Royal Breakfasts at the Tokyo Station Hotel

On each side of the room is a buffet — to the right against beautiful brick wall is the Western Breakfast — both hot items and cold, and on the left is a Japanese selection of items. There’s also some French and Swiss style items like cheeses (Roquefort, Comte, Camembert, Mimolette, Cabrifin and Smoked Cheese with dried fruit), croissants and Muesli.

Some of the items for the Japanese breakfast include candied sweet potato, sesame dumplings, Kinako (soy flour spice which can be used to go on top of sticky white rice), Azuki, pickled plums (umeboshi), dried young sardine “Shirasu”, Kimpira Burdock, Spicy Seasoned Cod Roe (Karasahi-Mentaiko”, Seasoned Salmon Roe (Ikura), Grated Radish, Dried Fish, Fermented Soybeans, Clams, Boiled Fish Paste, Sashimi, and then a dried topping it seems you can put on many things called Tsukudani.

For western style breakfast offerings, you could order homemade omelettes, Wagyu Hamburg,  avocado & Sweet Chili, cold meat platter, trout salmon marinade, steamed chicken, Brioche French toast with maple butter, croissants, fruit danishes, housemate Raspberry and Beets Bread, Bamboo Charcoal Bread, Sugar Rolls, preservative and additive free bacon.

Other unusual items on offer that you wouldn’t expect from a breakfast buffet included roasted pork, deep-fried chicken with seaweed, cheddar fried potatoes, fried shrimp, hash browns, shrimp in chili sauce, squash purée and roasted pork dried rice.

tokyo station hotel

Above and below, Tokyo Station Hotel Breakfast Buffet

They also had an omelette station where you can ‘create your own’ on the Western side of the room.

tokyo station hotel

Above: this makes the featured photo because it was so exquisite. Notice that there are three pieces here, which Anthony polished off on his own — it was that good! And yes, I know — sweets for breakfast? It just WORKED with both tea and coffee. How could we resist?

Tokyo Station Hotel

Sesame Dumplings anyone? They had me at hello. I couldn’t stop eating them…..

tokyo station hotel

From the Japanese Buffet. Rice is such an integral part of the Japanese diet, even at breakfast. Soups too.

Tokyo station hotel

And sadly, bread remains a big staple for the western diet, which isn’t always healthy. That said, it appeals to American and European guests and they didn’t exactly skimp on choices. How about Raspberry and Beet as options? Hard to say no even if you avoid the carbs as I “try” to do!

Tokyo station hotel

Fresh tomatoes for breakfast at Tokyo Station Hotel was also an option!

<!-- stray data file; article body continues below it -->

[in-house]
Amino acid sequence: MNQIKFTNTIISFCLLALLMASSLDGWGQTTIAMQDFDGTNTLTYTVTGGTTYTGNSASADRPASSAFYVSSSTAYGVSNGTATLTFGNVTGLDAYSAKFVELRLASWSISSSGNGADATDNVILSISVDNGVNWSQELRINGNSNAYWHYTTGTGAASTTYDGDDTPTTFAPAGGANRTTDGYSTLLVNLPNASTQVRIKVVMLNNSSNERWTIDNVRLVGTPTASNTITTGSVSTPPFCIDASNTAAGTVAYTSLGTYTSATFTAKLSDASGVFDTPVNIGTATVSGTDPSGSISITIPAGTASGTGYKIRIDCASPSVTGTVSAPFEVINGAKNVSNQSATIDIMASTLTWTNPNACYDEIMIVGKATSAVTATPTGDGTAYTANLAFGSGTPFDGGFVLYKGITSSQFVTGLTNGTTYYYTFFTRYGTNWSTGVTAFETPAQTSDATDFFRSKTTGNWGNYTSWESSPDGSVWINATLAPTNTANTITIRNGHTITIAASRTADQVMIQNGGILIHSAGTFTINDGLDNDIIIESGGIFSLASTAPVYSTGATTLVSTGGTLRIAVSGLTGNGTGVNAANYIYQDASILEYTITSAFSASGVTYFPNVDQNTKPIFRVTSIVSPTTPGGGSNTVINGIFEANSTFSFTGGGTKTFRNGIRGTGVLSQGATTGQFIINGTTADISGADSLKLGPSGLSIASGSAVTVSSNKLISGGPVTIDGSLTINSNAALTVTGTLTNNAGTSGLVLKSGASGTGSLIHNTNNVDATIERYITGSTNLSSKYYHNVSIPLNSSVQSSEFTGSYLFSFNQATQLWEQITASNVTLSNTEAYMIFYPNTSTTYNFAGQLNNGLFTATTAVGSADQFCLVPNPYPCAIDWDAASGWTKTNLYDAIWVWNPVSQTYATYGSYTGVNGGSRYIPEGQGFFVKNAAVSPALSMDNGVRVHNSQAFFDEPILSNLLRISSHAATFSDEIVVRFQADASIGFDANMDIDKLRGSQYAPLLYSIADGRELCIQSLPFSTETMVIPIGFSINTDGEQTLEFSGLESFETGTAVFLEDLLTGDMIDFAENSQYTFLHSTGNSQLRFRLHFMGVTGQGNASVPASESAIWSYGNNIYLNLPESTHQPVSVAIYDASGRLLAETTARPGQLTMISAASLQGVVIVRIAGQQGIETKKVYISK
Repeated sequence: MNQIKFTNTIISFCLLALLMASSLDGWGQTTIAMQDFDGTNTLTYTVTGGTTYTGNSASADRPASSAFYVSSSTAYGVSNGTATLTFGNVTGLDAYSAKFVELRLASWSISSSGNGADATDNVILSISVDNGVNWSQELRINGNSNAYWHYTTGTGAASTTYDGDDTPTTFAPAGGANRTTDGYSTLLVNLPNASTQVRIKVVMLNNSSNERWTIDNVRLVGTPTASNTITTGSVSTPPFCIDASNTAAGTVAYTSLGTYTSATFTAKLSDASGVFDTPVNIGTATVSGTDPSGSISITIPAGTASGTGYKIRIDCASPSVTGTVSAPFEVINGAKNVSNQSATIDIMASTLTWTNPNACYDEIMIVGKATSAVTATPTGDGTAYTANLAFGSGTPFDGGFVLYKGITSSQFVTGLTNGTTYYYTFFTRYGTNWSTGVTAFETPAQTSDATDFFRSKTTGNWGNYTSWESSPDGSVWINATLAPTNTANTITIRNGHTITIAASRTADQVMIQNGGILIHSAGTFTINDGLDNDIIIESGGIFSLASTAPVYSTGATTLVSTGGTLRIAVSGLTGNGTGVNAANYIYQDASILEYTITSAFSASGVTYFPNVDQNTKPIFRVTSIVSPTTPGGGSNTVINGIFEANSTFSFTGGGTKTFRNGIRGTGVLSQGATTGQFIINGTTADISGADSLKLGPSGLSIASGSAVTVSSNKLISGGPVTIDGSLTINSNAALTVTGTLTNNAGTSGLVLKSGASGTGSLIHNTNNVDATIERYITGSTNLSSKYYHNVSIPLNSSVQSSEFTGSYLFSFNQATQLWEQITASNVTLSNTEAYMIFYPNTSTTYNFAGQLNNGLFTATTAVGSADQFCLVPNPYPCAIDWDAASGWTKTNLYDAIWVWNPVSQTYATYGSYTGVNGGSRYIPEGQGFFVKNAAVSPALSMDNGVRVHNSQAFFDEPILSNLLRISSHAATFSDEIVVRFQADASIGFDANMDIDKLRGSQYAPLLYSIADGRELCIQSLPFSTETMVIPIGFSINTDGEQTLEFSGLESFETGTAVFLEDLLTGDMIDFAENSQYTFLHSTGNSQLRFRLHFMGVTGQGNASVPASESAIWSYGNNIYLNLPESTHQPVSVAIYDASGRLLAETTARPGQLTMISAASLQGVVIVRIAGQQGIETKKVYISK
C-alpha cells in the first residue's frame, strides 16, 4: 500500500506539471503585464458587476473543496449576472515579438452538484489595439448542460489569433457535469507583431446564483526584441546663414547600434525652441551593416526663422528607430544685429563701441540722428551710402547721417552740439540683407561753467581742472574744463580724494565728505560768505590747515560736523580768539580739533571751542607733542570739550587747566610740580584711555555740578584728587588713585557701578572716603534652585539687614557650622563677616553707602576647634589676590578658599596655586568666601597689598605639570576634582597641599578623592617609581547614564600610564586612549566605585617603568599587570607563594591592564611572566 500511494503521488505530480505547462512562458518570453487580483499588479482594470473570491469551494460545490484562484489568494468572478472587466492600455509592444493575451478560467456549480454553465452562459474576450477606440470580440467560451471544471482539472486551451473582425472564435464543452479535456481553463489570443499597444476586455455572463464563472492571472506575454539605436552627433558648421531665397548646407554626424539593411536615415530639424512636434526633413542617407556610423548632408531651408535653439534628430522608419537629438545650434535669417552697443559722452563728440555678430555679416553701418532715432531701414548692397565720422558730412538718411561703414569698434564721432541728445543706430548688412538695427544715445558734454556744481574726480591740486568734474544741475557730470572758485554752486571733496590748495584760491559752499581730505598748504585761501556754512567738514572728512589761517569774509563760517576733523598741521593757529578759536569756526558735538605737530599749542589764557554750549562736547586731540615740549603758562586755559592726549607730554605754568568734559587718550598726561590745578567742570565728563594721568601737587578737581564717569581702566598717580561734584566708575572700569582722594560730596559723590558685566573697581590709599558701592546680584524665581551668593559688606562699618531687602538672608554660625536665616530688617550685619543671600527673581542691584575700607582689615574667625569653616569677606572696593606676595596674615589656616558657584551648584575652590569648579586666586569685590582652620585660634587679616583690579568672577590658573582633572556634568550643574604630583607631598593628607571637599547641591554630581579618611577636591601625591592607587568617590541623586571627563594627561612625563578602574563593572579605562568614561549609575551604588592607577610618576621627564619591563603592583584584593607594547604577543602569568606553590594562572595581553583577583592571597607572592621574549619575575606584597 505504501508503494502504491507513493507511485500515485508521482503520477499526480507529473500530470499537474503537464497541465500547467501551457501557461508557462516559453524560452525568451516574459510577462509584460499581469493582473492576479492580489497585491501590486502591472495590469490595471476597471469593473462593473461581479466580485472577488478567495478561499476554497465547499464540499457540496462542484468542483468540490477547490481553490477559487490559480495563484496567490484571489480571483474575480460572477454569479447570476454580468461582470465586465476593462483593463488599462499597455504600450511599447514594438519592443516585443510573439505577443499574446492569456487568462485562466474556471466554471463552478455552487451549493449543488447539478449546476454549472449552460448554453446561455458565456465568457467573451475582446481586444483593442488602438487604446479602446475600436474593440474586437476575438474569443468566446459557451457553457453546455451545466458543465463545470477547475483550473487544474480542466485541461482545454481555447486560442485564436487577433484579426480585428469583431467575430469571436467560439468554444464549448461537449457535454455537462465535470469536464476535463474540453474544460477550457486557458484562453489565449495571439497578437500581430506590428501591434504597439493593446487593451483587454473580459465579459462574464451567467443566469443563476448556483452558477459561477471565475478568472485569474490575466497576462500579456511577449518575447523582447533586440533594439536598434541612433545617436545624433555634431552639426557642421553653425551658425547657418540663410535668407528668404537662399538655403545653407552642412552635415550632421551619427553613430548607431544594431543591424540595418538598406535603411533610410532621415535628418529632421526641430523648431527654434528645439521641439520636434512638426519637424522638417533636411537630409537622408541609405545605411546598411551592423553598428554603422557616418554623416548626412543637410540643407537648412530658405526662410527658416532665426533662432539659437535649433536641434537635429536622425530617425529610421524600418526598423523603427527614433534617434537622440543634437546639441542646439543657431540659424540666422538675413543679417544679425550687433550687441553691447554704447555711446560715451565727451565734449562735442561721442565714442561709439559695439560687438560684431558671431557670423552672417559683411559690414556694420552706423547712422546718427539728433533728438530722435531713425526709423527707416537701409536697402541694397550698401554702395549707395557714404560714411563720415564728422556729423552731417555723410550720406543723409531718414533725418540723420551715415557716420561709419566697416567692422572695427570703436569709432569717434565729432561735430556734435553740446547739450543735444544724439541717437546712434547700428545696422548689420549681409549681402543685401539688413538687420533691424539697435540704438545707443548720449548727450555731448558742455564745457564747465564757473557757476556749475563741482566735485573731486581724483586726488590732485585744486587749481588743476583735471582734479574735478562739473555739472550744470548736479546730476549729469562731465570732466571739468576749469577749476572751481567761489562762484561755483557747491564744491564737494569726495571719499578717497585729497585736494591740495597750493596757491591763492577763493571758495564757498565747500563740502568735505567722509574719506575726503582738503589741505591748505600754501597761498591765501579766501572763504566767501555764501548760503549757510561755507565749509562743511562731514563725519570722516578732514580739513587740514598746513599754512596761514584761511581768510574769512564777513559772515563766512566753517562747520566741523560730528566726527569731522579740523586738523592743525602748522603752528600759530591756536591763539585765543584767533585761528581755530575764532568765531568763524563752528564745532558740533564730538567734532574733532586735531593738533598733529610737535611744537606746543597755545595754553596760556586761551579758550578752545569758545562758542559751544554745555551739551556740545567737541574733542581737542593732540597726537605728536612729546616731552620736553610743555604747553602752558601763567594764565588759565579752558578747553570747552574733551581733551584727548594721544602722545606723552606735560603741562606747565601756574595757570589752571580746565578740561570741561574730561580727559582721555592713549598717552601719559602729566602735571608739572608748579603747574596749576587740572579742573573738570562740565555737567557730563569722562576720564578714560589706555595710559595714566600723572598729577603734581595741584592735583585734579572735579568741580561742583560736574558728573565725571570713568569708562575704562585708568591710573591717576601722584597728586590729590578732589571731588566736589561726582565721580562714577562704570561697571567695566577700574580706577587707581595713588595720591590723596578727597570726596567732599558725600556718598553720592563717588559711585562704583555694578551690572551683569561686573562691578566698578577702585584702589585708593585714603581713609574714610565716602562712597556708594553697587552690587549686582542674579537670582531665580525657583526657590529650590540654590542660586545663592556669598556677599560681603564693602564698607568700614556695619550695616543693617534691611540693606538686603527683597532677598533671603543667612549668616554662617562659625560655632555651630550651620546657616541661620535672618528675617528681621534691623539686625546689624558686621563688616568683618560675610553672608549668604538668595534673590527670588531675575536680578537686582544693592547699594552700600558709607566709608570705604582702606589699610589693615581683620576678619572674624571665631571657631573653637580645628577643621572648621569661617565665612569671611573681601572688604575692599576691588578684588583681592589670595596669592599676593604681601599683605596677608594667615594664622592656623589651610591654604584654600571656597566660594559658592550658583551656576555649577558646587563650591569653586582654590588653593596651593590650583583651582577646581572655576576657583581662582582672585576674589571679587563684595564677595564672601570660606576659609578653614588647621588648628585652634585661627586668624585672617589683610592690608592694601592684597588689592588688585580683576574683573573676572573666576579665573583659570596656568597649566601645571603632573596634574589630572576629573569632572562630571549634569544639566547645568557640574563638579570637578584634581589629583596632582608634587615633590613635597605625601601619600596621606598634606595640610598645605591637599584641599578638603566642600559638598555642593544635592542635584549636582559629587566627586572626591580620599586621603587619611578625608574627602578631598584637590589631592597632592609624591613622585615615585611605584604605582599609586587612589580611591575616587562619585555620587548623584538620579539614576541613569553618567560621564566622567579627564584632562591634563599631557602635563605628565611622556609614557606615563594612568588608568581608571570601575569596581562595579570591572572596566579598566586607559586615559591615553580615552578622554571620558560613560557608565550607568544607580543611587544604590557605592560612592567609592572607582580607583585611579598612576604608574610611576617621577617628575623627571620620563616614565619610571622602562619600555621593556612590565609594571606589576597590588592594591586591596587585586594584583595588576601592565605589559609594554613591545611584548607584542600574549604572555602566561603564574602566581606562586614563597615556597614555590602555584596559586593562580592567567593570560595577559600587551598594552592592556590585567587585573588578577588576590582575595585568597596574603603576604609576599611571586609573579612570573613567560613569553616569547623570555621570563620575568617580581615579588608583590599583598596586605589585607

Chuzenji Kanaya Along the Lake Chuzenjiko Shores

hile you can certainly opt to have a Japanese style breakfast here, we had been eating Japanese breakfast for 90% of our stay and since this Nikko stay was our next to last night in Japan, we opted to try their European/Western breakfast instead.

Chuzenji Kanaya Hotel

A Western Breakfast at the Chuzenji Kanaya Hotel. You can have omelettes, eggs, sausage and toast, or ham. It was all very delicious with a pot of green tea of course.

Dinner was once again divine and they had a similar (if not the same) wine list as the downtown Nikko property — I was thrilled to see the Bordeaux by the glass on the menu again, however I tried a Shiraz instead. We started with Sea Bream Sashimi with olive oil with white radish and Ikura/fish eggs.

Chuzenji Kanaya Hotel

Above and below, the sea bream sashimi appetizer at the Chuzenji Kanaya Hotel

We then moved onto an absolutely scrumptious Aubergine ‘Tochigi’ which is essentially Eggplant with Sea Perch (Suzuki). They prepared it with corn, onions and white wine — it was heavenly! And, look how beautifully plated it is as well.

Then we moved into a red meat dish (there were 7 courses in total), which on the evening we were there, was a Filet de Boeuf “Tochigi Kirifui”.  The Shiraz went beautifully with this filet, which they prepared with beet sauce, onions in a red wine and fig sauce. Wow, right? Apparently the beef they served is local to the area (Kirifuri Highlands). One of the things I noticed about Japan’s beef in general is how fresh it is compared to American steaks.

Chuzenji Kanaya Hotel

Above and below, the Filet de Boeuf in a white wine and fig sauce in the main dining room at the Chuzenji Kanaya Hotel.

Finally, for dessert, the ended the evening on an amazing note with a homemade Fig and Coconut Cake. Oh so yum, right? It was served with Chocolate, Kiwis, Pineapple and topped with fresh spearmint. Coffee and tea accompanied the dessert as well of course.

Chuzenji Kanaya Hotel

Above and below, notice how beautifully prepared the dessert is, as well as how light it is despite the fact that it includes chocolate cake and coconut. They eat so much healthier than we do in the west (and lighter) — it’s no surprise that most Japanese people you see on the street are thin.